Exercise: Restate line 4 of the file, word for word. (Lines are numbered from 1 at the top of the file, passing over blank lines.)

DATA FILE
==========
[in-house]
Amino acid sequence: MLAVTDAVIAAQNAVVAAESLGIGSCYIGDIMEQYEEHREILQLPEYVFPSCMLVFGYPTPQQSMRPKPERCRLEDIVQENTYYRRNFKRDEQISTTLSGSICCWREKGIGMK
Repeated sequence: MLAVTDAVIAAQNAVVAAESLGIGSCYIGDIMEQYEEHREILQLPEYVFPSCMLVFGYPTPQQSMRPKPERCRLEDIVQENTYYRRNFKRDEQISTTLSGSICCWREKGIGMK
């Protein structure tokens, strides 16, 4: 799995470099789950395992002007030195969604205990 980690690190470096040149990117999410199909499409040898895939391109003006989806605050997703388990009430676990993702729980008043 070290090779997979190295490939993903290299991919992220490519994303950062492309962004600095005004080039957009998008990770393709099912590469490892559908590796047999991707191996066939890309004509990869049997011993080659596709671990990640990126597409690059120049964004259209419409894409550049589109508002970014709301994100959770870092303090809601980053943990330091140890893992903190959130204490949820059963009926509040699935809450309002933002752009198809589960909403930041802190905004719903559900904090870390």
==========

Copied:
């Protein structure tokens, strides 16, 4: 799995470099789950395992002007030195969604205990 980690690190470096040149990117999410199909499409040898895939391109003006989806605050997703388990009430676990993702729980008043 070290090779997979190295490939993903290299991919992220490519994303950062492309962004600095005004080039957009998008990770393709099912590469490892559908590796047999991707191996066939890309004509990869049997011993080659596709671990990640990126597409690059120049964004259209419409894409550049589109508002970014709301994100959770870092303090809601980053943990330091140890893992903190959130204490949820059963009926509040699935809450309002933002752009198809589960909403930041802190905004719903559900904090870390």